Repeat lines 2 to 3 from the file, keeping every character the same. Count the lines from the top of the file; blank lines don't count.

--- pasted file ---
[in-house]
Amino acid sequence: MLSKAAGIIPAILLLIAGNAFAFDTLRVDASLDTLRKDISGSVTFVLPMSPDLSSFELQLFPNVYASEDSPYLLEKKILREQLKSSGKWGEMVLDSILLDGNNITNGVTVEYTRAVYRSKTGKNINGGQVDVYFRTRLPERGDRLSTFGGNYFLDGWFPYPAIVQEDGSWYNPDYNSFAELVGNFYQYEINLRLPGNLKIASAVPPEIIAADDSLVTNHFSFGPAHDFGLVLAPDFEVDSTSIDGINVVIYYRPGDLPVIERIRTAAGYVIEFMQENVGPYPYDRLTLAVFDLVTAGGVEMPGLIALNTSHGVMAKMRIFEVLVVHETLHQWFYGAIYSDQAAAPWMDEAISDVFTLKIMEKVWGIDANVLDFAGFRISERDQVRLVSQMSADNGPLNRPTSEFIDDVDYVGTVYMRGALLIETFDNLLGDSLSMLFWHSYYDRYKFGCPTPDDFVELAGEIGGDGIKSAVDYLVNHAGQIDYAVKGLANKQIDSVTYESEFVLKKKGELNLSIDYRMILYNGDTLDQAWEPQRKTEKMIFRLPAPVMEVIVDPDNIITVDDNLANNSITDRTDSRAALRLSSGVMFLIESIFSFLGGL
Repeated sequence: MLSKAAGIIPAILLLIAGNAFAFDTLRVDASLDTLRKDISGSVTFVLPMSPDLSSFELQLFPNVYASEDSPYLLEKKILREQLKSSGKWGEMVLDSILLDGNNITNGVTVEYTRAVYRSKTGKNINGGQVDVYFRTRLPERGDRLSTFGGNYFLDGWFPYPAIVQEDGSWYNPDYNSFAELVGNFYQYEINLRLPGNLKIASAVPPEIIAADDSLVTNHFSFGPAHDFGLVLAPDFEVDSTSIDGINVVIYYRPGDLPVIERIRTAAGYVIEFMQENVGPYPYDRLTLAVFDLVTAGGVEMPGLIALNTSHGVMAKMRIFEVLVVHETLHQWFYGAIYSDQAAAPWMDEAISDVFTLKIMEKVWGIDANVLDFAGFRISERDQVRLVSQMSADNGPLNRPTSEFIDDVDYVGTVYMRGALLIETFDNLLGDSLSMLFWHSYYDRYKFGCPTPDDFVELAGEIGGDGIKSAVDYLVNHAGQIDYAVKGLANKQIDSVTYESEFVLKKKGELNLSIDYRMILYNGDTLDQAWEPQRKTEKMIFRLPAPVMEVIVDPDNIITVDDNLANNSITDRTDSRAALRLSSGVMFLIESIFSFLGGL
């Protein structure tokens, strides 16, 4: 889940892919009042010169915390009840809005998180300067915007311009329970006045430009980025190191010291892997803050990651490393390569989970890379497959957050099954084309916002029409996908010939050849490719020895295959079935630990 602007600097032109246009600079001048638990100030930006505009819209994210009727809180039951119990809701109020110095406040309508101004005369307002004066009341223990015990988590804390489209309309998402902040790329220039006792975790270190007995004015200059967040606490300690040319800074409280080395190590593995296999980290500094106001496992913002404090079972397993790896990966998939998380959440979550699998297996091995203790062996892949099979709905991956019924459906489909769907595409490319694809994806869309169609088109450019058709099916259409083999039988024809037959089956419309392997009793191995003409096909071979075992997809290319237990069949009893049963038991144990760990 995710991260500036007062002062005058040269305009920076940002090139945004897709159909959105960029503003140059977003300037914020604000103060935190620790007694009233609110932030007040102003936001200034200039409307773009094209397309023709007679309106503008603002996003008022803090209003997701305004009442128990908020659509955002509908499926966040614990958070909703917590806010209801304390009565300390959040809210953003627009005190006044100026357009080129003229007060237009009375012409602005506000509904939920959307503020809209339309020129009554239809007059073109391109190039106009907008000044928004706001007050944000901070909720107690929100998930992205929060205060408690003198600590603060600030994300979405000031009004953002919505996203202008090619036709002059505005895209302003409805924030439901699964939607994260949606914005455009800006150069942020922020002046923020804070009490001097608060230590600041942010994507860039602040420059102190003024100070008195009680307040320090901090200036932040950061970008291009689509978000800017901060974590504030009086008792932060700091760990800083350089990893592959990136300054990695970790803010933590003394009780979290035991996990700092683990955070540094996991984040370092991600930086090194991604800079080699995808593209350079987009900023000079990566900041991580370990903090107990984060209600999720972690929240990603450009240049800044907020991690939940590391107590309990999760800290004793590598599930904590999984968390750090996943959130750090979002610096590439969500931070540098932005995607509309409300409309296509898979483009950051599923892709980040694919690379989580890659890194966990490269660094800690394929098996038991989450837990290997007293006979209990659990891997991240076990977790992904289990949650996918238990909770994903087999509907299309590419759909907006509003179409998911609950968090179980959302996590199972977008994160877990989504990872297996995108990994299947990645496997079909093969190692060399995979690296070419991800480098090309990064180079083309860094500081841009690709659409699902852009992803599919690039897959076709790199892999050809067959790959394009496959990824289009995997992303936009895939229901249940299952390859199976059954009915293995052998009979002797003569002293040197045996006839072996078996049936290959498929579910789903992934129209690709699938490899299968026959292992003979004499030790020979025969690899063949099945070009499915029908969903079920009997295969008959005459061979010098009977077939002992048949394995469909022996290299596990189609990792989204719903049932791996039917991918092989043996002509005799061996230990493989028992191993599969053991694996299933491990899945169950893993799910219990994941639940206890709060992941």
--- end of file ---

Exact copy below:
Amino acid sequence: MLSKAAGIIPAILLLIAGNAFAFDTLRVDASLDTLRKDISGSVTFVLPMSPDLSSFELQLFPNVYASEDSPYLLEKKILREQLKSSGKWGEMVLDSILLDGNNITNGVTVEYTRAVYRSKTGKNINGGQVDVYFRTRLPERGDRLSTFGGNYFLDGWFPYPAIVQEDGSWYNPDYNSFAELVGNFYQYEINLRLPGNLKIASAVPPEIIAADDSLVTNHFSFGPAHDFGLVLAPDFEVDSTSIDGINVVIYYRPGDLPVIERIRTAAGYVIEFMQENVGPYPYDRLTLAVFDLVTAGGVEMPGLIALNTSHGVMAKMRIFEVLVVHETLHQWFYGAIYSDQAAAPWMDEAISDVFTLKIMEKVWGIDANVLDFAGFRISERDQVRLVSQMSADNGPLNRPTSEFIDDVDYVGTVYMRGALLIETFDNLLGDSLSMLFWHSYYDRYKFGCPTPDDFVELAGEIGGDGIKSAVDYLVNHAGQIDYAVKGLANKQIDSVTYESEFVLKKKGELNLSIDYRMILYNGDTLDQAWEPQRKTEKMIFRLPAPVMEVIVDPDNIITVDDNLANNSITDRTDSRAALRLSSGVMFLIESIFSFLGGL
Repeated sequence: MLSKAAGIIPAILLLIAGNAFAFDTLRVDASLDTLRKDISGSVTFVLPMSPDLSSFELQLFPNVYASEDSPYLLEKKILREQLKSSGKWGEMVLDSILLDGNNITNGVTVEYTRAVYRSKTGKNINGGQVDVYFRTRLPERGDRLSTFGGNYFLDGWFPYPAIVQEDGSWYNPDYNSFAELVGNFYQYEINLRLPGNLKIASAVPPEIIAADDSLVTNHFSFGPAHDFGLVLAPDFEVDSTSIDGINVVIYYRPGDLPVIERIRTAAGYVIEFMQENVGPYPYDRLTLAVFDLVTAGGVEMPGLIALNTSHGVMAKMRIFEVLVVHETLHQWFYGAIYSDQAAAPWMDEAISDVFTLKIMEKVWGIDANVLDFAGFRISERDQVRLVSQMSADNGPLNRPTSEFIDDVDYVGTVYMRGALLIETFDNLLGDSLSMLFWHSYYDRYKFGCPTPDDFVELAGEIGGDGIKSAVDYLVNHAGQIDYAVKGLANKQIDSVTYESEFVLKKKGELNLSIDYRMILYNGDTLDQAWEPQRKTEKMIFRLPAPVMEVIVDPDNIITVDDNLANNSITDRTDSRAALRLSSGVMFLIESIFSFLGGL